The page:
The Environmental Performance Index (EPI) is a method of quantifying and numerically marking the environmental performance of a state's policies. This index was developed from the Pilot Environmental Performance Index, first published in 2002, and designed to supplement the environmental targets set forth in the United Nations Millennium Development Goals.The EPI was preceded by the Environmental Sustainability Index (ESI), published between 1999 and 2005. Both indices were developed by Yale University (Yale Center for Environmental Law and Policy) and Columbia University (Center for International Earth Science Information Network) in collaboration with the World Economic Forum and the Joint Research Centre of the European Commission. The ESI was developed to evaluate environmental sustainability relative to the paths of other countries. Due to a shift in focus by the teams developing the ESI, the EPI uses outcome-oriented indicators, then working as a benchmark index that can be more easily used by policy makers, environmental scientists, advocates and the general public. Other leading indices like the Global Green Economy Index (GGEI) provide an integrated measure of the environmental, social and economic dynamics of national economies. The GGEI utilizes EPI data for the environmental dimension of the index while also providing a performance assessment of efficiency sectors (e.g. transport, buildings, energy), investment, green innovation and national leadership around climate change.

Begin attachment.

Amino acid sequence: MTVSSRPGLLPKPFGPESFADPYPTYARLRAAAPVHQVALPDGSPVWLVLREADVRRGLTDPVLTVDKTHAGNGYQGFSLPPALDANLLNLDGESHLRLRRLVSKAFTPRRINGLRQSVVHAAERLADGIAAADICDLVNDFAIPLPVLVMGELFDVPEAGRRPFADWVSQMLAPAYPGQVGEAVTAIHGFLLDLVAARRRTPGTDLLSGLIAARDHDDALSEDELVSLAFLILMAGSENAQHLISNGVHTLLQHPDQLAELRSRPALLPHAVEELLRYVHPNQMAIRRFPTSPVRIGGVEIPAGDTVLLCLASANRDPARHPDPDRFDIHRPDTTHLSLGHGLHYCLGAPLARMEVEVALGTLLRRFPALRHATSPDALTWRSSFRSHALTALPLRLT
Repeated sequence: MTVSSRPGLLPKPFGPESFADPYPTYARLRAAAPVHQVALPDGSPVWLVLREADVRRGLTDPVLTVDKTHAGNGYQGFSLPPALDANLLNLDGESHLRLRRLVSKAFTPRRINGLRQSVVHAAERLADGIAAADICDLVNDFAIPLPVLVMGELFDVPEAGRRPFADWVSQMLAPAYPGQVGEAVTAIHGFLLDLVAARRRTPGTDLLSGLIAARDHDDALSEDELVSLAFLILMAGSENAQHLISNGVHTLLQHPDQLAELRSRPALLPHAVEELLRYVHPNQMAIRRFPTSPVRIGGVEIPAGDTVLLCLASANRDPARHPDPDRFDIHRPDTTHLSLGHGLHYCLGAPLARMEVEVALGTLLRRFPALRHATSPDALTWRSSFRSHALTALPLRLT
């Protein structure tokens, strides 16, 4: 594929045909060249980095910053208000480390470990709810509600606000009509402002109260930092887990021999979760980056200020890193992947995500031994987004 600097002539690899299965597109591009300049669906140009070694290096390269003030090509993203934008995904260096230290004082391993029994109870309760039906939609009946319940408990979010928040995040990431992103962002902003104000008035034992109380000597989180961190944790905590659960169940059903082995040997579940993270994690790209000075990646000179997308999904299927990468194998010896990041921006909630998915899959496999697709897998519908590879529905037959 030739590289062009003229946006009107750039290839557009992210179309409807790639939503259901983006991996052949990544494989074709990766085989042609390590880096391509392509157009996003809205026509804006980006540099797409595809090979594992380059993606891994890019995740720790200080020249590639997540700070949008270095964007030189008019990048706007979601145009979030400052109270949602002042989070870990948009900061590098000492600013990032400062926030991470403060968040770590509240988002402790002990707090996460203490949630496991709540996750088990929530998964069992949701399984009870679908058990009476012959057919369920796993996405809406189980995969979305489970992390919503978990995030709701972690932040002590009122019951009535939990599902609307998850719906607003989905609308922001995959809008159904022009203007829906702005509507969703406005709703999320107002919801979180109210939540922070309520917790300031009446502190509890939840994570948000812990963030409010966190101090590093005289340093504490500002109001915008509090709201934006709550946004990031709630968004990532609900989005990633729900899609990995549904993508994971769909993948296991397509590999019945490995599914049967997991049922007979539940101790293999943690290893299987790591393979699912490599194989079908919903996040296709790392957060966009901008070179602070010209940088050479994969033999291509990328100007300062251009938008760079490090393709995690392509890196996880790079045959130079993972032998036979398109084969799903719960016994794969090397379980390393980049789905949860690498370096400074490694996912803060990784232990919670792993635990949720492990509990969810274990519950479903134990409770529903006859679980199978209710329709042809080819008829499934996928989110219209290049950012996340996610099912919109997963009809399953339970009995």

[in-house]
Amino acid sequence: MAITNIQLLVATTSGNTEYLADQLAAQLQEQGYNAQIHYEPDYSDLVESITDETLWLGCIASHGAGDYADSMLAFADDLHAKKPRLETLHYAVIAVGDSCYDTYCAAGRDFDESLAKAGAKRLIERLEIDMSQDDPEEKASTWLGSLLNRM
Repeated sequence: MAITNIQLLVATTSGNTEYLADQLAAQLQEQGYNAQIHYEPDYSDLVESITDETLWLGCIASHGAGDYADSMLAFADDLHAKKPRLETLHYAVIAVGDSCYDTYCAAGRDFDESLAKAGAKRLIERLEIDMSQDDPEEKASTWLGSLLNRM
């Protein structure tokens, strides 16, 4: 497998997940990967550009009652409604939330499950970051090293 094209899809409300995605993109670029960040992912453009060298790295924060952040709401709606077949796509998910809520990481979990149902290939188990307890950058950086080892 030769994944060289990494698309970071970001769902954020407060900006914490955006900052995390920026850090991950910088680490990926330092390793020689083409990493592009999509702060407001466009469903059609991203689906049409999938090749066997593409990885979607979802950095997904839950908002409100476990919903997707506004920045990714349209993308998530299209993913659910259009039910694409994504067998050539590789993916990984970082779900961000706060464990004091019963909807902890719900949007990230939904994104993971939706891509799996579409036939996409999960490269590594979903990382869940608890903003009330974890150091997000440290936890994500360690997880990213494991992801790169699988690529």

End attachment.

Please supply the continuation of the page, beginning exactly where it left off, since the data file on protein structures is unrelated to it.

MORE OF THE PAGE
In January 2012 four EPI reports have been released — the Pilot 2006 Environmental Performance Index, and the 2008, 2010, and 2012 Environmental Performance Index. For the 2012 report, a new "Pilot Trend EPI" was developed to rank countries based on the environmental performance changes occurred during the last decade, allowing to establish which countries are improving and which are declining.In the 2014 EPI ranking, the top five countries were Switzerland, Luxembourg, Australia, Singapore, and the Czech Republic. The bottom five countries in 2014 were Somalia, Mali, Haiti, Lesotho, and Afghanistan. The United Kingdom was ranked in 12th place, Japan 26th place, the United States 33rd, Brazil 77th, China 118th, and India came in 155th. The top five countries based on their 2012 Pilot Trend EPI were Estonia, Kuwait, El Salvador, Namibia and Congo.

Flat Earth